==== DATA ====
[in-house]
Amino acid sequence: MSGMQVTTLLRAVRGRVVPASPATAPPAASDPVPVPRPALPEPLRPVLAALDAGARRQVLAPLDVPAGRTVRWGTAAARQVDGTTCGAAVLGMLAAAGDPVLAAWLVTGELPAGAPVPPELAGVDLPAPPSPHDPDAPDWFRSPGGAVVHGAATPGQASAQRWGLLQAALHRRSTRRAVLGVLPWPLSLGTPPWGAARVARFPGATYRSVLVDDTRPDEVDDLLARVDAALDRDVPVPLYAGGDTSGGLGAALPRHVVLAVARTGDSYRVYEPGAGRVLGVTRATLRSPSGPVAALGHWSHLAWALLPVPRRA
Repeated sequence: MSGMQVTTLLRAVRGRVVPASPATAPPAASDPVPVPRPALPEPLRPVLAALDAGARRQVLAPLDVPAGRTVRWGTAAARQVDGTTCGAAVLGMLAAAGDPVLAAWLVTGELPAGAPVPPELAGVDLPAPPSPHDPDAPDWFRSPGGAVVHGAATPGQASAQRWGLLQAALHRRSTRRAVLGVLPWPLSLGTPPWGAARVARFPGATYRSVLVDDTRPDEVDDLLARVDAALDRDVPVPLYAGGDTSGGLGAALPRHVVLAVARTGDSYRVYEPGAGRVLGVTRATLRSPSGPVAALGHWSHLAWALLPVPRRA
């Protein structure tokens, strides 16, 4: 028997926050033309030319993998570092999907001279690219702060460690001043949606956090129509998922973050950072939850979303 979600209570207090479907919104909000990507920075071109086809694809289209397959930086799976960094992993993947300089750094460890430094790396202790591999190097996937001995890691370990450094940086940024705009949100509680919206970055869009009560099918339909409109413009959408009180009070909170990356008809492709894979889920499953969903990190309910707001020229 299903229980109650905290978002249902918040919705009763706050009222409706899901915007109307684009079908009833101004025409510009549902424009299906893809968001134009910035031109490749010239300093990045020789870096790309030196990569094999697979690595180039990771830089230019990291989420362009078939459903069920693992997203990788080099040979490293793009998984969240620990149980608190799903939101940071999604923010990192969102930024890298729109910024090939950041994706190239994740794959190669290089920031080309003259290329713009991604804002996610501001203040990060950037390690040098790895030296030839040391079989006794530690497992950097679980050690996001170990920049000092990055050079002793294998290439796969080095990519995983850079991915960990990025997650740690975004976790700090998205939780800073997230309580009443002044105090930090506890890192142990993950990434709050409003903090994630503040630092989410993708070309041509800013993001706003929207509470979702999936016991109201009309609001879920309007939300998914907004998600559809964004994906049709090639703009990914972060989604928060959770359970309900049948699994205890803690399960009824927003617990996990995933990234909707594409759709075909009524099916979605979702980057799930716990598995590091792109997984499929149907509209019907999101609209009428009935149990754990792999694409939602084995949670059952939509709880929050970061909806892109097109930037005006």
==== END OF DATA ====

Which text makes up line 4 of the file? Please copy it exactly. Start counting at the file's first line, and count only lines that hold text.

């Protein structure tokens, strides 16, 4: 028997926050033309030319993998570092999907001279690219702060460690001043949606956090129509998922973050950072939850979303 979600209570207090479907919104909000990507920075071109086809694809289209397959930086799976960094992993993947300089750094460890430094790396202790591999190097996937001995890691370990450094940086940024705009949100509680919206970055869009009560099918339909409109413009959408009180009070909170990356008809492709894979889920499953969903990190309910707001020229 299903229980109650905290978002249902918040919705009763706050009222409706899901915007109307684009079908009833101004025409510009549902424009299906893809968001134009910035031109490749010239300093990045020789870096790309030196990569094999697979690595180039990771830089230019990291989420362009078939459903069920693992997203990788080099040979490293793009998984969240620990149980608190799903939101940071999604923010990192969102930024890298729109910024090939950041994706190239994740794959190669290089920031080309003259290329713009991604804002996610501001203040990060950037390690040098790895030296030839040391079989006794530690497992950097679980050690996001170990920049000092990055050079002793294998290439796969080095990519995983850079991915960990990025997650740690975004976790700090998205939780800073997230309580009443002044105090930090506890890192142990993950990434709050409003903090994630503040630092989410993708070309041509800013993001706003929207509470979702999936016991109201009309609001879920309007939300998914907004998600559809964004994906049709090639703009990914972060989604928060959770359970309900049948699994205890803690399960009824927003617990996990995933990234909707594409759709075909009524099916979605979702980057799930716990598995590091792109997984499929149907509209019907999101609209009428009935149990754990792999694409939602084995949670059952939509709880929050970061909806892109097109930037005006």